Saturday, October 4, 2014

Jim Brooks (1944-2014): pioneer in high magnetic fields

I was saddened to hear of the recent sudden death of Jim Brooks. He is the experimentalist who arguably has had the biggest impact on me scientifically and my career.

Jim grew up in Los Alamos in an extended family of physicists. He did a Ph.D at U. Oregon with Russell Donnelly as an advisor, working on low temperature physics.
I believe he may have been the first person to put a dilution fridge in a high field [30 tesla] magnet, while working at Boston University and the Bitter Magnet Lab at MIT. This was significant following the discovery of the fractional quantum Hall effect by Tsui and Stormer. After a sabbatical at Princeton with Paul Chaikin [involving the discovery of a quantum Hall state in the field induced spin density wave of a Bechgaard salt] he began to work almost exclusively on organic charge transfer salts. He made many studies that mapped out their rich phase diagrams [as a function of temperature, pressure, uniaxial stress, magnetic field, and chemical substitution] and "fermiology". The latter involved using high magnetic fields and low temperatures to use quantum oscillations [Shubnikov de Haas and de Haas van Alphen] and angle-dependent magnetoresistance oscillations [AMRO] to map out Fermi surfaces.

I first met Brooks in 1994 at a conference in Korea, just after I had moved to University of New South Wales. Later that year he came to UNSW to use the pulsed magnetic field lab, set up by Bob Clark, to perform a series or experiments on organic charge transfer salts, in fields up to 50 tesla. This led to us writing about half a dozen papers together. From 1995 to 2002 he hosted an (approximately) annual visit I made to the Florida magnetic lab. I benefited greatly from these visits.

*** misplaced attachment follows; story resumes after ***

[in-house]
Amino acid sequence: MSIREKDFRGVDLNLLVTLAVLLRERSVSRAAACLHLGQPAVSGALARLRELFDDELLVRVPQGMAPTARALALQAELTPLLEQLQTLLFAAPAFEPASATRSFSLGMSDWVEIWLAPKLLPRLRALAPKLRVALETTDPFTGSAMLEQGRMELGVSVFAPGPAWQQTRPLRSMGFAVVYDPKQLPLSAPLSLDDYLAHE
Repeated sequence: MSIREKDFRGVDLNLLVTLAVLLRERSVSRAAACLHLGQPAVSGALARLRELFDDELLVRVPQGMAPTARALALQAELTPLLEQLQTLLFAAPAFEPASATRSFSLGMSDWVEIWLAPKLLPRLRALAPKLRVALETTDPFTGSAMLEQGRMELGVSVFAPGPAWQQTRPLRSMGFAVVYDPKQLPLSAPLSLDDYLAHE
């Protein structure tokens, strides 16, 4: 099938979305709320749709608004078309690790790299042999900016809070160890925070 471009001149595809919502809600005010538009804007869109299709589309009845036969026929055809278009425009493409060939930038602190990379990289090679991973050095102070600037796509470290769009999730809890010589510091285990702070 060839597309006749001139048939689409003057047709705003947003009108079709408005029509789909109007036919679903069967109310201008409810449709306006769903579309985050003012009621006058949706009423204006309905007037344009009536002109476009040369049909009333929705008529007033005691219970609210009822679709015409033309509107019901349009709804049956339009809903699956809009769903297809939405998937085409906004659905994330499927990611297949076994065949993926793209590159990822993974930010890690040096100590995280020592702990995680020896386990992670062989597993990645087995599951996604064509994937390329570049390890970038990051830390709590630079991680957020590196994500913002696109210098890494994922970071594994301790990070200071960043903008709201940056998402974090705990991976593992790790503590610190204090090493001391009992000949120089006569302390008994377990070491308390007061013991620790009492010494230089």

The most significant scientific thing Brooks did for me was introduce me to organic charge transfer salts and to AMRO. This led directly to some of my best scientific work, such as a review on organics and showing that a 3-dimensional Fermi surface is not necessary for AMRO. My positive experience from talking (a lot) to Brooks heavily flavours the thoughts in my post on listening to experimentalists.

Several times Brooks wrote letters of reference for me that I think were probably very important in my survival/success in science.

Brooks was fun to work with and to be around. He was a bit of a clown. He really did not take himself very seriously, despite his professional stature. The first day he came into the lab at UNSW he arrived on roller blades with all his shirt buttons undone. I remember on one visit to Florida he had dinner with my family, when my kids were very young.  Brooks came out of the bathroom with strings of toilet paper stuffed into his nose! The kids loved it.

On the National High Magnetic Field Laboratory web site there are some nice tributes from a range of people. Brooks biggest legacy is probably the many young people he mentored and supported.


  1. Very nice tribute, Ross. Brooks was indeed one of a kind.

    Moses Chan gave a colloquium this past Thursday at FSU where he referred to Brooks, who he had known going back to his liquid Helium days, as a "physicist's physicist." Your comments capture some of the reasons that description rings so true.

  2. A terrible loss for the community.